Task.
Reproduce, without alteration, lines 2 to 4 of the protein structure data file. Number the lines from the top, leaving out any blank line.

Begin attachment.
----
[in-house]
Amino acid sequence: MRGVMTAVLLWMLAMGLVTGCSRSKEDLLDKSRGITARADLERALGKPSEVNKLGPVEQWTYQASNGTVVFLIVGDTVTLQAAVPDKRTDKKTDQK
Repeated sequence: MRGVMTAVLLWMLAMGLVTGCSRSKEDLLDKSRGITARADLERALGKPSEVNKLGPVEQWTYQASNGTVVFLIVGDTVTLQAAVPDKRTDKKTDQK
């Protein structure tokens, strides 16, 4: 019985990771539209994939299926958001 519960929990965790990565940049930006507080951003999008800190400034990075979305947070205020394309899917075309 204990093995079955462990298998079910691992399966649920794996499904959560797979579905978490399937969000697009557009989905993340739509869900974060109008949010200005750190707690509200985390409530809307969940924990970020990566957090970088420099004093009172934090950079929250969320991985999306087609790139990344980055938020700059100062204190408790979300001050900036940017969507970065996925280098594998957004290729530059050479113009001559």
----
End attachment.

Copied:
Amino acid sequence: MRGVMTAVLLWMLAMGLVTGCSRSKEDLLDKSRGITARADLERALGKPSEVNKLGPVEQWTYQASNGTVVFLIVGDTVTLQAAVPDKRTDKKTDQK
Repeated sequence: MRGVMTAVLLWMLAMGLVTGCSRSKEDLLDKSRGITARADLERALGKPSEVNKLGPVEQWTYQASNGTVVFLIVGDTVTLQAAVPDKRTDKKTDQK
């Protein structure tokens, strides 16, 4: 019985990771539209994939299926958001 519960929990965790990565940049930006507080951003999008800190400034990075979305947070205020394309899917075309 204990093995079955462990298998079910691992399966649920794996499904959560797979579905978490399937969000697009557009989905993340739509869900974060109008949010200005750190707690509200985390409530809307969940924990970020990566957090970088420099004093009172934090950079929250969320991985999306087609790139990344980055938020700059100062204190408790979300001050900036940017969507970065996925280098594998957004290729530059050479113009001559």